In the same vein, ConcurrentHashMap protects its mapping so that it still holds when it is updated asynchronously. But not the keys, nor the values, are pretected from being used (i.e. methods invoked) asynchronously. Now, if you're using a Concurrent map, you're expecting somthing to change the mapping Channel --> Queue.

Your Channels are a constant (they are in an enum). So you never modify the Map's keys. The keys point to some Queues. Why drop the queues? Why not empty their content? Would you throw away your glass when you drank all the wine it contained? I wouldn't - I usually reuse my glass. So you can keep the Queue reference in place.

If you never change the mapping, you don't need a Concurrent Map, you need an immutable one, so you mustfind another implmentation. Thankfully you're already using Guava :D.

Just a word: to make the Map immutable, you have to fill it with data first. That means instancing all Queues from the start. I see you've lazily initialized those. Lazy initialisation is not always of any benefit, but is always resulting in obfuscated code (with lots if if(a=null)a=new A();). I recommend dropping the laziness here, as a few Queue references won't hurt anyone.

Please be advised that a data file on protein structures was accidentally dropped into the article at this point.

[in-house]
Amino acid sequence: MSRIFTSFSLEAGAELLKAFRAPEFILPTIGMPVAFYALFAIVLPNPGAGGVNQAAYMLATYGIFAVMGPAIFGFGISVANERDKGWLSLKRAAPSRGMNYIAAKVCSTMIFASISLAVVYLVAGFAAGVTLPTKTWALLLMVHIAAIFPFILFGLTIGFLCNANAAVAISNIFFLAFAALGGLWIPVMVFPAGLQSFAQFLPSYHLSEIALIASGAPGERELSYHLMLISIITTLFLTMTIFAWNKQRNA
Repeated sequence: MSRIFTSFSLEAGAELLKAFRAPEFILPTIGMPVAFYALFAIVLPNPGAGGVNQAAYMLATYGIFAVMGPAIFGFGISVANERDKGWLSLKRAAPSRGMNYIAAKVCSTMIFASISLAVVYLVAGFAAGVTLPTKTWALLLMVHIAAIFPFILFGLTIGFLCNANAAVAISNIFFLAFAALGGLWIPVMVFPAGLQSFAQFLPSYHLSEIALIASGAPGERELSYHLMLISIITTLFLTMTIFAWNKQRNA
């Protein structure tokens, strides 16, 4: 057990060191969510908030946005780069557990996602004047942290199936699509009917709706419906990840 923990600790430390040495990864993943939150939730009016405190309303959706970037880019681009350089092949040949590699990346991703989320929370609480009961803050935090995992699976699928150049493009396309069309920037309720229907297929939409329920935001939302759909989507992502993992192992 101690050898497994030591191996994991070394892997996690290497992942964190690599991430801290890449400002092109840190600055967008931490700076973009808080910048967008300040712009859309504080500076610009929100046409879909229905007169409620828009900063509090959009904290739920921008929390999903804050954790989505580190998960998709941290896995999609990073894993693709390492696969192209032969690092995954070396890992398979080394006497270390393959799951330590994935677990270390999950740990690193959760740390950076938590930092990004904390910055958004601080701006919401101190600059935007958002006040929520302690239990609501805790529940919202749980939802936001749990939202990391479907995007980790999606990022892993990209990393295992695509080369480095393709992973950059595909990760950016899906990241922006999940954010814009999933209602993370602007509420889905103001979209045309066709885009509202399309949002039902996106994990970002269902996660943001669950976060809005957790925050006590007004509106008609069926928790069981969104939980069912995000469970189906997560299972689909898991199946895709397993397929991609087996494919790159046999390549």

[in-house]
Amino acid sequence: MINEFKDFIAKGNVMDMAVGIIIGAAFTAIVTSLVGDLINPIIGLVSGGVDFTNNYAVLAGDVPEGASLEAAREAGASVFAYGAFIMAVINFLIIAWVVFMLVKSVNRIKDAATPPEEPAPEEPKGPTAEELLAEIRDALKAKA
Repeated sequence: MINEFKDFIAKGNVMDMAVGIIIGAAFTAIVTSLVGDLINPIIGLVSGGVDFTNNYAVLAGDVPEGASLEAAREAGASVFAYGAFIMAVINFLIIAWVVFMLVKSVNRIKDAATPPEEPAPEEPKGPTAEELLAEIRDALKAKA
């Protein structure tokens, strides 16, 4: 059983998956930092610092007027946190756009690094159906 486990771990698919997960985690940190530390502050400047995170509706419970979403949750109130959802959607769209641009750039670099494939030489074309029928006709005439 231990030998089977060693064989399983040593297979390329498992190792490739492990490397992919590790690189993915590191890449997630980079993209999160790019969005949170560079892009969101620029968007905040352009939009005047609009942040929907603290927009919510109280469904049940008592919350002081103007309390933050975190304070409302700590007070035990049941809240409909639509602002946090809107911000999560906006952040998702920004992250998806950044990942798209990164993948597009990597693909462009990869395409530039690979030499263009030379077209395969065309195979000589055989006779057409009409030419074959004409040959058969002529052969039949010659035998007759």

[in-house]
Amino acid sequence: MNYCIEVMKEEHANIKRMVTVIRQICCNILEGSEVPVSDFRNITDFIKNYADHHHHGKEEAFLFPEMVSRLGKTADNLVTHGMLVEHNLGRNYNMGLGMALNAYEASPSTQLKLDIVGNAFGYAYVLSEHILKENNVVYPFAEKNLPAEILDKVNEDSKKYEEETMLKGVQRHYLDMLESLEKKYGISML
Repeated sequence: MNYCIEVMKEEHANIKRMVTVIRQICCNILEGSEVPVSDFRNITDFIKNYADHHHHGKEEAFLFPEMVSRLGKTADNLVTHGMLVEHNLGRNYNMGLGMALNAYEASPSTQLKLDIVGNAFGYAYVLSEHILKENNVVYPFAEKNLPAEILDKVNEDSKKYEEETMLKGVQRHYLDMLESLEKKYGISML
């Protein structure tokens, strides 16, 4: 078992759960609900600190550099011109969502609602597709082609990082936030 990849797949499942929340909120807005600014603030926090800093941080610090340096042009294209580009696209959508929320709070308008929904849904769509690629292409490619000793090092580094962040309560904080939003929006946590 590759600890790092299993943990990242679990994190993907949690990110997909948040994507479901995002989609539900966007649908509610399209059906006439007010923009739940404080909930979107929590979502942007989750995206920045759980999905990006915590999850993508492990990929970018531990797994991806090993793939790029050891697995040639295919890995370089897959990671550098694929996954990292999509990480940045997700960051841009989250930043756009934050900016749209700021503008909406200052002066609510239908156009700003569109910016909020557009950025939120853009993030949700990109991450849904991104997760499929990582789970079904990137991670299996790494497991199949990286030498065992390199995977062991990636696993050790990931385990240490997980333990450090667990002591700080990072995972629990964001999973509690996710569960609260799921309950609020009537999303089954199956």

Quick recap: I'proposing that you replace:

private final AtomicReference<ConcurrentHashMap<Channel, ConcurrentLinkedQueue<Message>>> messageByChannelReference = new AtomicReference<>(new ConcurrentHashMap<Channel, ConcurrentLinkedQueue<Message>>());

By:

private final ImmutableMap<Channel, ConcurrentLinkedQueue<Message>>> messageByChannel;
private Processor(){
    // ...Other stuff...
    ImmutableMap.Builder<Channel, ConcurrentLinkedQueue<Message>>> mapBuilder = ImmutableMap.Builder();
    for(Channel channel : Channel.getEnumConstants()){
        mapBuilder.put(channel, new ConcurrentLinkedQueue<Message>());
    }
    this.messageByChannel = mapBuilder.build();
}